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Contaminants are common in S.D. drinking water, but most within legal limits

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State testing data show that several contaminants — all of which can be harmful to human health — are commonly found in the drinking water provided to residents of South Dakota, but whether the contaminants are present at unhealthful levels is a matter of ongoing debate.

In most cases, the tap water generated by the 650 drinking-water systems across the state fall well within guidelines set by the U.S. Environmental Protection Agency for safe consumption of lead, copper, nitrates, arsenic, radium, uranium, and a chlorine sanitation byproduct called trihalomethanes.

All of those chemicals, most of them known carcinogens, are consistently found in much of the drinking water tested regularly by South Dakota water system operators and reported to the state and federal governments. Except in rare cases, such as when a system failure occurs or a contaminant builds up over time, the contaminant levels fall below the legal guidelines set by the EPA.

But a national environmental group is trying to change the definition of “safe” and strengthen federal and state guidelines for what is considered “healthful” when it comes to the presence of dangerous contaminants in drinking water. In its annual report on America’s drinking water supply, released on Oct. 26, the nonprofit Environmental Working Group noted that many federal water-quality standards have not been updated in 20 or even 50 years, and that there are no legal limits whatsoever for 160 contaminants that can make their way into the American drinking-water system.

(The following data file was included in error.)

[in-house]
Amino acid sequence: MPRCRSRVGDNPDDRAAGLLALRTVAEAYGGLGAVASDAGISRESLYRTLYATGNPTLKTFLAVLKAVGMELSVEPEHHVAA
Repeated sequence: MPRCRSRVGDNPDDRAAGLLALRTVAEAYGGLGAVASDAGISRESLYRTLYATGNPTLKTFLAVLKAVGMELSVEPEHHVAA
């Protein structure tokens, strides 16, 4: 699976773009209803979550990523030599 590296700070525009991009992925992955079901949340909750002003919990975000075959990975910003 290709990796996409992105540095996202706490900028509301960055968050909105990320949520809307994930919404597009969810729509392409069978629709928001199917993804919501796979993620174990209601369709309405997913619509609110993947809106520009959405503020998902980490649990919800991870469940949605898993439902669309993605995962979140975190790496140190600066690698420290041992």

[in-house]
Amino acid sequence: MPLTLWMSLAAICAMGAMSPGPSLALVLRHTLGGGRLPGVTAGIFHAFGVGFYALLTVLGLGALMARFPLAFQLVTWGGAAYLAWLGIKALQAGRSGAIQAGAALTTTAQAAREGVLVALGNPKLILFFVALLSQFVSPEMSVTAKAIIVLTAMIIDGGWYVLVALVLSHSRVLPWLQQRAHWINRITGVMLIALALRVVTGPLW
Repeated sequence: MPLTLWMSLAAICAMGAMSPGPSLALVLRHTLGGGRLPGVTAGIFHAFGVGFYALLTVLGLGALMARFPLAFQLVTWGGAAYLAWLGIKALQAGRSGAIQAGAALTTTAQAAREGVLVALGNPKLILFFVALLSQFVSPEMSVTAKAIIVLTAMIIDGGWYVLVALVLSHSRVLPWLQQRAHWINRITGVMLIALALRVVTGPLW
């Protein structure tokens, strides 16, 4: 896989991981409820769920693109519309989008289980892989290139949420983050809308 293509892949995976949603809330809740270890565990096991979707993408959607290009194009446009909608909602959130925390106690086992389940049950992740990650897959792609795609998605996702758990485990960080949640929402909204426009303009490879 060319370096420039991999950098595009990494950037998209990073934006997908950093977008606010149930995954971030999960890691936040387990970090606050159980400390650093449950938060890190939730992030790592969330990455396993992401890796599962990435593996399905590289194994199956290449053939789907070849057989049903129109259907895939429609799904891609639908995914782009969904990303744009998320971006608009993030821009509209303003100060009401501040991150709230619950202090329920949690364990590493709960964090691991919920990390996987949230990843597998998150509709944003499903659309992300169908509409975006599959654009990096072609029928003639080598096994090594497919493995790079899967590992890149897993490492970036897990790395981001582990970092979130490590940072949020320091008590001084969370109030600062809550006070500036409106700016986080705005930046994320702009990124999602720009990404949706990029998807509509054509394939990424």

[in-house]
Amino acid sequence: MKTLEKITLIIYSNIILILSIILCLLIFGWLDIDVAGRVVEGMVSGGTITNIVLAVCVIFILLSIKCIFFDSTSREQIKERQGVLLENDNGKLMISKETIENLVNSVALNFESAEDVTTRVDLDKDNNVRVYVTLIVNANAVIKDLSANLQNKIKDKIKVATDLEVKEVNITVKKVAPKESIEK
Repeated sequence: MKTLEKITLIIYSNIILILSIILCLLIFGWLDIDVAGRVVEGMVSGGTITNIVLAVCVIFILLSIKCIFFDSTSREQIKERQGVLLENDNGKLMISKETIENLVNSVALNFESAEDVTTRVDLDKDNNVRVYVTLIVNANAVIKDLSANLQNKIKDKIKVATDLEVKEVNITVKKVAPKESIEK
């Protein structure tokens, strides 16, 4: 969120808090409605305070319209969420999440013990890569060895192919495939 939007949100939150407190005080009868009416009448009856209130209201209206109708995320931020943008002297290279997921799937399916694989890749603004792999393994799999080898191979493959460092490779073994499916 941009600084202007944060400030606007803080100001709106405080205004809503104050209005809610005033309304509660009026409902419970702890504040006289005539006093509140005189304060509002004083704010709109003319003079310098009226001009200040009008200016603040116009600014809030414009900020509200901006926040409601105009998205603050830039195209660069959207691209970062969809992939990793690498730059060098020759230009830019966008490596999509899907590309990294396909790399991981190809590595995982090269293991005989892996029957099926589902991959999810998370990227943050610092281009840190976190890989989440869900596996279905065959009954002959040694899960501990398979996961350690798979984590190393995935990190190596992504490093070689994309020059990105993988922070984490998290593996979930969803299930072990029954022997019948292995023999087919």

“The disturbing truth shown by the data is that when most Americans drink a glass of tap water, they’re also getting a dose of industrial or agricultural contaminants linked to cancer, harm to the brain and nervous system, changes in the growth and development of the fetus, fertility problems and/or hormone disruption,” the EWG said in a news release.

The study’s two main goals, according to Alexis Temkin, a staff toxicologist at EWG, is to provide Americans with an easy way to find recent data on the quality of their local drinking-water system and to highlight the group’s belief that contamination standards need to be updated and strengthened.

“Primarily, what we know is that ‘legal’ doesn’t necessarily mean ‘safe,’” Temkin said. “The vast majority of the utilities across the country get a passing grade by the EPA even though contaminants are almost always present.”

The EWG water-quality study is among the most comprehensive in the country, examining testing results from nearly 50,000 water systems across the U.S., including all of those in South Dakota that are regulated and subject to state testing requirements.

The EWG, however, creates its own set of safety guidelines that are based on the most stringent health guidelines and scientific data currently available, some from the state of California, which is known for its aggressive approach to protecting drinking water, Temkin said.

Based on its own safety guidelines, and not EPA legal standards, the group found that nearly all South Dakotans are consuming drinking water with contaminants at unhealthy levels.

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